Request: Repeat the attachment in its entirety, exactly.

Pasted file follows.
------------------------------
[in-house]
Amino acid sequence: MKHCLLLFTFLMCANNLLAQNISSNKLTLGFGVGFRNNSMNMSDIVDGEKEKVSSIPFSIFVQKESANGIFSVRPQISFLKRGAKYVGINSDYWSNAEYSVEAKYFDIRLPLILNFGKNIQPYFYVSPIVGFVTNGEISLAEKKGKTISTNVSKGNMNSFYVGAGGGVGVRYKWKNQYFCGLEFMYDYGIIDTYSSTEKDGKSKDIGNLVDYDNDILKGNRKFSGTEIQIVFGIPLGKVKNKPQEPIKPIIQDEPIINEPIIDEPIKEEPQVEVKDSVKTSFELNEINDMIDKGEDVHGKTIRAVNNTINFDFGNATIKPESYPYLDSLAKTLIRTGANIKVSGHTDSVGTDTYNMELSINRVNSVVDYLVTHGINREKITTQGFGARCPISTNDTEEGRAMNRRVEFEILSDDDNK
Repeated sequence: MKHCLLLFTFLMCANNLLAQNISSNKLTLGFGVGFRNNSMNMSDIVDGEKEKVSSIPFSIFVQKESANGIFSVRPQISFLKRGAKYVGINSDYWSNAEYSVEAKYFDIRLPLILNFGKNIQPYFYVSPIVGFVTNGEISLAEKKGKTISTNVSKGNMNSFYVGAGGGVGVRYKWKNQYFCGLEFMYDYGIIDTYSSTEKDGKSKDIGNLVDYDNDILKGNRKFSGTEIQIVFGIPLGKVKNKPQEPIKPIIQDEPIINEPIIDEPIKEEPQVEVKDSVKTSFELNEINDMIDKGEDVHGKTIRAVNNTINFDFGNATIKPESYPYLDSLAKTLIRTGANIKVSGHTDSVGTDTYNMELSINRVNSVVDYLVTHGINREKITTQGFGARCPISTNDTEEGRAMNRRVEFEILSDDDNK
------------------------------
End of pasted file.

[in-house]
Amino acid sequence: MKHCLLLFTFLMCANNLLAQNISSNKLTLGFGVGFRNNSMNMSDIVDGEKEKVSSIPFSIFVQKESANGIFSVRPQISFLKRGAKYVGINSDYWSNAEYSVEAKYFDIRLPLILNFGKNIQPYFYVSPIVGFVTNGEISLAEKKGKTISTNVSKGNMNSFYVGAGGGVGVRYKWKNQYFCGLEFMYDYGIIDTYSSTEKDGKSKDIGNLVDYDNDILKGNRKFSGTEIQIVFGIPLGKVKNKPQEPIKPIIQDEPIINEPIIDEPIKEEPQVEVKDSVKTSFELNEINDMIDKGEDVHGKTIRAVNNTINFDFGNATIKPESYPYLDSLAKTLIRTGANIKVSGHTDSVGTDTYNMELSINRVNSVVDYLVTHGINREKITTQGFGARCPISTNDTEEGRAMNRRVEFEILSDDDNK
Repeated sequence: MKHCLLLFTFLMCANNLLAQNISSNKLTLGFGVGFRNNSMNMSDIVDGEKEKVSSIPFSIFVQKESANGIFSVRPQISFLKRGAKYVGINSDYWSNAEYSVEAKYFDIRLPLILNFGKNIQPYFYVSPIVGFVTNGEISLAEKKGKTISTNVSKGNMNSFYVGAGGGVGVRYKWKNQYFCGLEFMYDYGIIDTYSSTEKDGKSKDIGNLVDYDNDILKGNRKFSGTEIQIVFGIPLGKVKNKPQEPIKPIIQDEPIINEPIIDEPIKEEPQVEVKDSVKTSFELNEINDMIDKGEDVHGKTIRAVNNTINFDFGNATIKPESYPYLDSLAKTLIRTGANIKVSGHTDSVGTDTYNMELSINRVNSVVDYLVTHGINREKITTQGFGARCPISTNDTEEGRAMNRRVEFEILSDDDNK